ZothiqueI really enjoyed the last self-titled and second album from Japanese nutters Zothique. It kind of came out of nowhere as has the follow up, unexpectedly arriving in the post all the way from the Far East. Zothique do have ties to the UK and some of the underground acts here, having collaborated with Throes and adding some textures to their recent album and having shared the stage with Dragged Into Sunlight when they played Japan. Musically though they are quite a different prospect from these acts playing a brew of psychedelic, stoner, sludge that is designed to twist the unwary listeners head round approximately 180 degrees and the proceed to tug it straight off.

Unlike the last album’s three long tracks this one has a bit more substance dividing things up into nine passages which all bind together to work as a constant whole. It’s all instrumental to start with on ‘Venus 1’ which unsurprisingly slowly but surely takes you up into space with long expansive riffs building up and billowing out like bong smoke as they gather form. After laying out plenty of fuzzy ballast and contorted sounds things suddenly burst into ‘The Tower Of The White Moth’ and everything goes manic, it’s like moving from dope to PCP. This has a real rocking, garage vibe about it and some lunatic edged vocals from Shusuke Shimonaka. The madness behind this and the sudden about turn reminds also a little of everyone’s favourite serial killing enthusiasts Church Of Misery. Occasionally underlying it all and very noticeable on ‘Hijra’ are some psychedelic fluttering guitar riffs sounding like they have escaped from an early Hawkwind album and there are even some dubby effects with some drum echo going on. Obviously Zothique do not play by any particular rules and constantly shape shift throughout the album and even during individual tracks. Smoking something other than normal tobacco to this album is likely to severely mush your head!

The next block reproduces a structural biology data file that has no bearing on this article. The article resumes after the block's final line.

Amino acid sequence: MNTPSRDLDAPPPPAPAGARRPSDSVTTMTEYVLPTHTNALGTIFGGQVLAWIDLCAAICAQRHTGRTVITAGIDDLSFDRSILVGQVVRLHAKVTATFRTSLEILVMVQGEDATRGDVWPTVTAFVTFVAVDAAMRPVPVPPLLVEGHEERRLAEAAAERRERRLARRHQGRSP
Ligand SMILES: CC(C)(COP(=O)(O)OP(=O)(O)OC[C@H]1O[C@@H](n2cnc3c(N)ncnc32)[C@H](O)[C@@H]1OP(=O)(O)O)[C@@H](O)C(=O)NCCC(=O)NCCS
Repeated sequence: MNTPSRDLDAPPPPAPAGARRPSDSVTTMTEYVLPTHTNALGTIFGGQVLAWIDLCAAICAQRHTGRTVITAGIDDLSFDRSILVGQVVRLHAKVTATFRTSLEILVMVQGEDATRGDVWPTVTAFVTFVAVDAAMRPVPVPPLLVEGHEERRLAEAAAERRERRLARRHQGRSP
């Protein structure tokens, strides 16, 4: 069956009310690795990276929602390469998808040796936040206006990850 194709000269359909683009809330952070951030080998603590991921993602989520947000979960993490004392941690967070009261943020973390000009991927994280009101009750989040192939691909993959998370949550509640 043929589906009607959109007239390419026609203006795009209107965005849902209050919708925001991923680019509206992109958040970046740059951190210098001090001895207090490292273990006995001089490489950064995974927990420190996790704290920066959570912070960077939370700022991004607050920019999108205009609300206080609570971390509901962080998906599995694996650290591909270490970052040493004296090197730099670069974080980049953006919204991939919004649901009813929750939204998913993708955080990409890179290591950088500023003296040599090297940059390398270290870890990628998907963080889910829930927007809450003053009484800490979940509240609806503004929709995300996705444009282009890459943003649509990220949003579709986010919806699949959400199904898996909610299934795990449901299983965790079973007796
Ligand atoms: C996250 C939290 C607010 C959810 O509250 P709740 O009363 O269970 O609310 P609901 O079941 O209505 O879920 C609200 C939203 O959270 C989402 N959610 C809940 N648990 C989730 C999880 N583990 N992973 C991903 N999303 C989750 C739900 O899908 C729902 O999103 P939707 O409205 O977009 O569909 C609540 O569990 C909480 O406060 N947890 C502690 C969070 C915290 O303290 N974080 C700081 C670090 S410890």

The title track gets into a bit more of a conventional doomy stoner beat with the central flare shuffling riff striding purposely off and down the street like a pimp in 70’s downtown Harlem. There’s a crazed feeling added to it all by both vocals and feedback and there’s even a bit of an Oriental sounding melody before its completely done leaving us feeling all dazed and confused. Once it’s twisted and turned several times the track offers its biggest surprise that of a punk sounding vocal delivery and a rhythm that really reminds me of Crass Fight Wars Not Wars; maybe not so surprising as they also referenced England’s finest anarchists on their last album too. It’s back to slow sludgy nirvana as ‘The Circular Ruins’ goes round like a serpent eating its own tail dragging you right into doom dementia and by now you will probably be as confused and out of your skull as you would be attempting to watch a Takashi Miike film without any subtitles. ‘Amyotrophy’ then proceeds to spasm into some fast and furious squat punk sort of lunacy invoking a short sharp fiery riot before ‘Nomadic’ ambiently has us floating in space along with what sounds like a traditional Japanese stringed instrument strumming along. ‘Valley Of Tears’ is the oddest bit, it sounds like a traditional march or waltz even and the band handle it in a style that wouldn’t be out of place by an act like The Bonzo Dog Do Dah Band or someone equally as eccentric. Finally it is down to Venus II to twist and turn towards the end of this rather unique and highly enjoyable album.

I can hardly believe that this is self-released and can’t understand why a label has not picked this band up although perhaps that is their own choice. The professionally packaged disc also has a superb bold and brash production on it making it sound all the more fantastic and I have been really shaking the speakers to it on repeated plays. Looking back, the last album scored a good 7.5 but the group have really expanded on things here and this definitely deserves an additional mark. Check it out and see if your head explodes!

(8.5/10 Pete Woods)